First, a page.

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The Curious Case of Monica Sells and Linda Randall

The Curious Case of Monica Sells and Linda Randall published on 7 Comments on The Curious Case of Monica Sells and Linda Randall

I have mentioned this before in my Why-I-Love-Dresden post. Whenever I recommend the series to anyone, whether they are close family members, people who have friended me on facebook, or people I meet on the street, I always mention one thing: The first two and a half books are not representative of the writing in the rest of the series. Fool Moon is especially hard to get through, but it is so worth it. So, so worth it.

Two problems in Storm Front (which is still a very engaging and fun read) are the arcs of the characters Monica Sells and Linda Randall. There is nothing wrong with them in description or deed. The characters in and of themselves make sense. The problem? They’re cliché.

When Harry is initially brain-storming with Murphy and Carmichael as to who could possibly do this, he is pretty confident that the person involved would be a witch:

“’Yes. The killer knew the victims. And I’m thinking it was a woman.’…’Because you can’t do something that bad without a whole lot of hate,’ I said. ‘Women are better at hating than men. They can focus it better, let it go better. Hell, witches are just plain meaner than wizards. This feels like feminine vengeance of some kind to me.'”

This supposition is later discarded, caught up as Harry is in discovering that Victor Sells very much wants to kill him for getting in his way, for investigating him. The set-up in Storm Front thus remains no different than in a lot of crime fiction: a victim comes to the hero, a mystery is introduced, there is an alternate mystery that turns out to be connected to the first, etc. It’s a formula, and it’s one that works. So why don’t I quite believe that Monica Sells is exactly as she appears to be: a damsel in distress, a total victim of her husband’s quest for power?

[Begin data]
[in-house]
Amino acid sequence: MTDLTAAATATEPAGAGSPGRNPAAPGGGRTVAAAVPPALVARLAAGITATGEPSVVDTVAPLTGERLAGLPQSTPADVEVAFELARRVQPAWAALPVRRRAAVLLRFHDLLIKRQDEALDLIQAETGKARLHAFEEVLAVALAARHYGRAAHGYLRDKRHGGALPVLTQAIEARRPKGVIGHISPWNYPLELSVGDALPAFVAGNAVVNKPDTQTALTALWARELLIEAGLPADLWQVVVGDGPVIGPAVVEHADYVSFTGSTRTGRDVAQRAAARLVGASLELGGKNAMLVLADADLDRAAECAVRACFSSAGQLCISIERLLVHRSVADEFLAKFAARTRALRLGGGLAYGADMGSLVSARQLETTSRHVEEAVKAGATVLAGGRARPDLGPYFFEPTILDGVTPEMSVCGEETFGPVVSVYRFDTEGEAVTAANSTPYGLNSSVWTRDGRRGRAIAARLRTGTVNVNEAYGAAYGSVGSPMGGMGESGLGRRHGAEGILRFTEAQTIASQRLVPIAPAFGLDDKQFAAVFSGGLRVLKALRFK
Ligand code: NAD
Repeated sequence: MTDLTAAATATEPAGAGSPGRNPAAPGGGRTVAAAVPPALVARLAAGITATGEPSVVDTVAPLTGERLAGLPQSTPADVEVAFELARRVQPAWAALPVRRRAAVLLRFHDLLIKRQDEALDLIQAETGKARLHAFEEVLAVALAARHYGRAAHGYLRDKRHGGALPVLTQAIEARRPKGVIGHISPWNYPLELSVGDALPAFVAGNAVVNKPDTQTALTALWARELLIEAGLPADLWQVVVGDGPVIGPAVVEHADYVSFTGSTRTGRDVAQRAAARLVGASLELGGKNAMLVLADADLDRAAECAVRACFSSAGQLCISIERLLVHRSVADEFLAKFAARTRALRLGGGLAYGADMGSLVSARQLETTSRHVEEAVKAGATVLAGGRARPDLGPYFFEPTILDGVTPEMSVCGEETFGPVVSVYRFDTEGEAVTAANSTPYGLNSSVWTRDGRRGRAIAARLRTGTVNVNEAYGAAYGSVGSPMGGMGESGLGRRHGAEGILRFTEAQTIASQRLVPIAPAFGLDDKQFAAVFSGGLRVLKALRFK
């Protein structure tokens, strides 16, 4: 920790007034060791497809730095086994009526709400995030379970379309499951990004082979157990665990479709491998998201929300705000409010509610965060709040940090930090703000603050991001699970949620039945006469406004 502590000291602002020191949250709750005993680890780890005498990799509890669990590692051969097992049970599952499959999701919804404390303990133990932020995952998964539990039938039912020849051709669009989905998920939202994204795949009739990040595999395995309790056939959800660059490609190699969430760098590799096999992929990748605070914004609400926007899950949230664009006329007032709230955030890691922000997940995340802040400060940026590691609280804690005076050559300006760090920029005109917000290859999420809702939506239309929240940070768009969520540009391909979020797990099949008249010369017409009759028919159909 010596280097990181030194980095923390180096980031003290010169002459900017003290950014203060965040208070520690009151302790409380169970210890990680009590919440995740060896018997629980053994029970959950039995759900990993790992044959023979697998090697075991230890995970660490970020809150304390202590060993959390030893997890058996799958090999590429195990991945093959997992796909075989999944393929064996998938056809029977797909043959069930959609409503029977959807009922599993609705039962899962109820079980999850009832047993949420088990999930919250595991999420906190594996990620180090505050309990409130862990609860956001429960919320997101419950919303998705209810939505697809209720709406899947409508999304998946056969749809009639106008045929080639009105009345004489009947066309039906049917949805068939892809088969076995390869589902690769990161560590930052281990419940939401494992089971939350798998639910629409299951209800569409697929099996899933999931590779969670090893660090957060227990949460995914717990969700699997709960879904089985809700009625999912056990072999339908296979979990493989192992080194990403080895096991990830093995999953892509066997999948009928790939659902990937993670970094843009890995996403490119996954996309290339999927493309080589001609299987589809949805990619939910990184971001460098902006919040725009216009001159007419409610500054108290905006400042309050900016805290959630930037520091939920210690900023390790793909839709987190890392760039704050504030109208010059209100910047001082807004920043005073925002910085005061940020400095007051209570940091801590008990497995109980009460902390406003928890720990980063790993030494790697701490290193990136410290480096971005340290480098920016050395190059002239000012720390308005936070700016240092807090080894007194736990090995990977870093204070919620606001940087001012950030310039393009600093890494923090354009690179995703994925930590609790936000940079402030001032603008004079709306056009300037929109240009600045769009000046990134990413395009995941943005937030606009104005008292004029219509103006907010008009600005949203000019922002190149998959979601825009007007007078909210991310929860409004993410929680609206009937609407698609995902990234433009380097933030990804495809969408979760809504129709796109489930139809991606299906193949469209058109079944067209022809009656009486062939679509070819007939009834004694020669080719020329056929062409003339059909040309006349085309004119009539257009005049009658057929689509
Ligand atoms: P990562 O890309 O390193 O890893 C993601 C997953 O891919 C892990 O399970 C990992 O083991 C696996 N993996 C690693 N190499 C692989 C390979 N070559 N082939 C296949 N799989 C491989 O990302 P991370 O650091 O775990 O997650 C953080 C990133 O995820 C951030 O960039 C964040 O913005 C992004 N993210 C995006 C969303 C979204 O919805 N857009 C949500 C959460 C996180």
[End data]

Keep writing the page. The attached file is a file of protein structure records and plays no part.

For one, Butcher eats clichés for breakfast. The story of how Storm Front came to be is a story oft-repeated:

“ In 1996 he enrolled in a writing class where he was encouraged to write a novel similar to the Anita Blake: Vampire Hunter series by Laurell K. Hamilton, rather than the more traditional high fantasy that had been his focus in the past, as Butcher had previously stated that he enjoyed the Anita Blake series. Despite initial resistance, he wrote the first book that semester, closely following the instructions of his teacher, author Deborah Chester: ‘When I finally got tired of arguing with her and decided to write a novel as if I was some kind of formulaic, genre writing drone, just to prove to her how awful it would be, I wrote the first book of the Dresden Files.’ ”.

After that first chapter was written, he envisioned the entire series (well, the big huge plot points, anyway). Butcher has always maintained – always – that he likes to subvert tropes, and make clichés his bitch.

For another, if one follows the story with a suspicious eye pointed at Monica Sells, it reads like Monica is setting Harry Dresden up to take the fall for her husband. She gets Harry involved in the background to a major SI investigation. She gives him just enough information to get him to suspicious places at suspicious times, she dangles her own distress like a carrot, and chivalrous Harry Dresden is none the wiser.

But what about the soulgaze? Harry saw that she was mama bear protecting her children. If Monica was setting Harry up for a fall, and hoping he’d take out her husband while doing it, that technically counts as protecting her kids from being known children of a warlock, of a legal mess, or undue scrutiny. I think when Harry found innocence, it was nothing more than a mask. My bet is that Monica Sells will show up again, and some of the aspects of Harry’s first case up against the series-wide threat will be made clear.

Linda Randall is another case entirely.